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Employee Benefits

Employers Expand Paid Family Leave

It's not just for new moms and dads anymore.

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Every year, millions of American workers take time off to care for aging parents, and they must use unpaid leave to do it. But that's changing. Last September, Deloitte LLP, a professional-services firm with more than 70,000 employees, announced that workers may take up to 16 weeks of paid time off to care for children, elderly parents, or a sick spouse or partner. Earlier, Nike announced that its employees may take up to eight weeks of paid leave to care for ill family members.

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The change came at an ideal time for Kim Rowan, a senior manager for Deloitte in San Francisco. She had her second child in April and was able to use the new program to extend her maternity leave. Rowan says the policy will also allow her to spend more time with her father, who has been diagnosed with an aggressive brain tumor.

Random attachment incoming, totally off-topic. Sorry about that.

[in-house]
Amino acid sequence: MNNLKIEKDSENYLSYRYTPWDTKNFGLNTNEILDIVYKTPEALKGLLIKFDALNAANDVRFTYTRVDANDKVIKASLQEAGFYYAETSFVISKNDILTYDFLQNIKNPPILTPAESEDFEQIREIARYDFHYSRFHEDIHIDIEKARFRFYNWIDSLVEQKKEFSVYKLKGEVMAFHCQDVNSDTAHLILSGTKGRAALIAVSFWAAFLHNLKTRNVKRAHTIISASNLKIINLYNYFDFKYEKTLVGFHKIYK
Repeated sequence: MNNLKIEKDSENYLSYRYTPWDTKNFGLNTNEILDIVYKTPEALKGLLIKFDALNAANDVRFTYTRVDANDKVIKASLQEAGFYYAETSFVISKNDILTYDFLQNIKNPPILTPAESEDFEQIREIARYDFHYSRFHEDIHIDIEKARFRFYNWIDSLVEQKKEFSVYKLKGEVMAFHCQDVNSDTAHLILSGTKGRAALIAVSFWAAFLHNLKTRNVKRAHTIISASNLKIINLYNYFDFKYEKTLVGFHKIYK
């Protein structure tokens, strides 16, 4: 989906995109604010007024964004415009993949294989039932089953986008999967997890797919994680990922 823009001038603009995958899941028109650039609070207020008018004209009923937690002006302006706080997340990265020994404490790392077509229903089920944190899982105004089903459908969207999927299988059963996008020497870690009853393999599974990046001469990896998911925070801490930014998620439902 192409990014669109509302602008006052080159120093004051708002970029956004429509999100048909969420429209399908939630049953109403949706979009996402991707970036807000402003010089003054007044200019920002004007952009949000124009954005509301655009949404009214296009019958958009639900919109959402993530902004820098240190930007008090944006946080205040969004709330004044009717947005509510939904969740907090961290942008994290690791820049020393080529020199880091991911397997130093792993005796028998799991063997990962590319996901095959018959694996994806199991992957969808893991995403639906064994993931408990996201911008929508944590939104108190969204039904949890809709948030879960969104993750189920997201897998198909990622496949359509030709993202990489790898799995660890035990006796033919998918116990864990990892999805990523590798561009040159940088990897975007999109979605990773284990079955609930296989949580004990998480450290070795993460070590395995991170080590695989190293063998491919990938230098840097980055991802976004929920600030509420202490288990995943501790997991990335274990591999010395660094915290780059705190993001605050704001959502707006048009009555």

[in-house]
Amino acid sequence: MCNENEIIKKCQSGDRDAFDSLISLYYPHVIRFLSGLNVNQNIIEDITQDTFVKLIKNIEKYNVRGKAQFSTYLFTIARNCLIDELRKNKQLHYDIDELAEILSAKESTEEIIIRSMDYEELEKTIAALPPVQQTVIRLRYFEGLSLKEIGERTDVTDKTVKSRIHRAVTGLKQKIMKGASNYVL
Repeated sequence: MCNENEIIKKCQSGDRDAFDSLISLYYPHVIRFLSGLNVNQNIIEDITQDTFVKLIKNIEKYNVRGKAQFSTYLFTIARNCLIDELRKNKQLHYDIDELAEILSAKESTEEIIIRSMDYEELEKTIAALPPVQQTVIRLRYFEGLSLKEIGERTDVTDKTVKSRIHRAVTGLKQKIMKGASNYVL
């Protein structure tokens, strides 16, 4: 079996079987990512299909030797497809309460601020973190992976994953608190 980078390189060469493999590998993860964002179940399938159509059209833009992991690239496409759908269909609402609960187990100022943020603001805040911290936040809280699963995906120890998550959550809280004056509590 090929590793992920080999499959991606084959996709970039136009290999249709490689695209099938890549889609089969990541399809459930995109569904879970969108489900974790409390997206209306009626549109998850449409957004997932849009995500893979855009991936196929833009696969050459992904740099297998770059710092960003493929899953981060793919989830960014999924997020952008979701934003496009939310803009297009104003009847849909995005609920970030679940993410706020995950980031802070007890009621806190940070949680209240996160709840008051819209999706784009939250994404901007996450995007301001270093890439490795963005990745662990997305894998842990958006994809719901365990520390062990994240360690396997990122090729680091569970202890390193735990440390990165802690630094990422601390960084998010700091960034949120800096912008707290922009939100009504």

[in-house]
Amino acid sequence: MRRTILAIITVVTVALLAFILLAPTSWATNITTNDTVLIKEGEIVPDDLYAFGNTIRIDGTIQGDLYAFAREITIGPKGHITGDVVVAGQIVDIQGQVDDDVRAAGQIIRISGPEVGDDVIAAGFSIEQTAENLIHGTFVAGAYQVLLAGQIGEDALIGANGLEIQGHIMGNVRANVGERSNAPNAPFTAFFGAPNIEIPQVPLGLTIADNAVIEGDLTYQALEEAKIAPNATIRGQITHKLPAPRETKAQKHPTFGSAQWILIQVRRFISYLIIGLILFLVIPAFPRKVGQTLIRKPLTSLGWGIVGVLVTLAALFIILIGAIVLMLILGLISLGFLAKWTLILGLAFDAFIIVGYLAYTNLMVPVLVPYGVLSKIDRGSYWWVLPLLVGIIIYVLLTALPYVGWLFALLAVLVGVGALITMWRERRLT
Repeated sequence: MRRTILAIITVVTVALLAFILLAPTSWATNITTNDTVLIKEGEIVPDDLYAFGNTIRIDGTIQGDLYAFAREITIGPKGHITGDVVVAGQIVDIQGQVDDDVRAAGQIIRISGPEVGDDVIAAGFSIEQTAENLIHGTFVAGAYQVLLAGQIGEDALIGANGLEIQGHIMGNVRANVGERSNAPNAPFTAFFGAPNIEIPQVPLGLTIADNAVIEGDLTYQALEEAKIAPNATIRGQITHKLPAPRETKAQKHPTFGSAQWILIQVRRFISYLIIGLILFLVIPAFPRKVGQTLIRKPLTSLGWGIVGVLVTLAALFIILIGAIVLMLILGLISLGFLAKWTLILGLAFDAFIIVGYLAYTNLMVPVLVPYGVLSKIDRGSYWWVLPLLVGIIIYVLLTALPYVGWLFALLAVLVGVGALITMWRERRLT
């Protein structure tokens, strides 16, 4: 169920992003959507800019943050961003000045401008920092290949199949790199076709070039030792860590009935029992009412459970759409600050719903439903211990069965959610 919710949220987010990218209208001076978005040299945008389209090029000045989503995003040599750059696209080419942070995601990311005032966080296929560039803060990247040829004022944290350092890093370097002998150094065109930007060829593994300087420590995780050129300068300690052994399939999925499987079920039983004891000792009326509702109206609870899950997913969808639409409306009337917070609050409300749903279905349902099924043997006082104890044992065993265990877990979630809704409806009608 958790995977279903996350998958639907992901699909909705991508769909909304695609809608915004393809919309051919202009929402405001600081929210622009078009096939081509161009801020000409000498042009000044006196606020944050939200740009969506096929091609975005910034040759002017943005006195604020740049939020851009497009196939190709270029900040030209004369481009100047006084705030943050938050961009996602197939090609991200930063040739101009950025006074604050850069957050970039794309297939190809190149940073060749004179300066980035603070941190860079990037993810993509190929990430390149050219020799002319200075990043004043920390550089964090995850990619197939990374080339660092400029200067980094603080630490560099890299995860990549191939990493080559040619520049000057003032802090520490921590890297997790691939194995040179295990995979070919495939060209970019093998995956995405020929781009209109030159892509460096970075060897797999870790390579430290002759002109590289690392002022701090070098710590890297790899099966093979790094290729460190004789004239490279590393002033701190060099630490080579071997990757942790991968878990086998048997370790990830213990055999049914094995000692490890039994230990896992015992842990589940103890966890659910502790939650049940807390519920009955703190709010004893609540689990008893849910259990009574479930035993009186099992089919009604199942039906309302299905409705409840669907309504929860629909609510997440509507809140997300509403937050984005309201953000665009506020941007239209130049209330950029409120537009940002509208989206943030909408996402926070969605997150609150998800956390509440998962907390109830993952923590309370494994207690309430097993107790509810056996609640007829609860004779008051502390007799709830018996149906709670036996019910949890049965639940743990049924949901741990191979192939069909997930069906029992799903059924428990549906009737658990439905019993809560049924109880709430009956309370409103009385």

In addition to expanding the purposes of family leave, the Deloitte program gives employees more flex­ibility in how they use it. Employees can spread their weeks throughout the year, or schedule caretaking around three- or four-day workweeks.

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As elder-care demands continue to affect employee productivity, more companies will likely follow Nike and Deloitte's example, says Jody Gastfriend, vice president of senior care at Care.com, an online marketplace for family-care services. Although the ben­efit is attractive to older workers, it's also valued by younger employees, she says. About 25% of millen­nials are caregivers, according to the National Alliance for Caregiving.

And expanding paid leave beyond time off for new parents creates a more equitable workplace, Gastfriend says. “Not all em­ployees have children, or their kids have grown up.”

See Also: How to Manage Your Parents' Care From Afar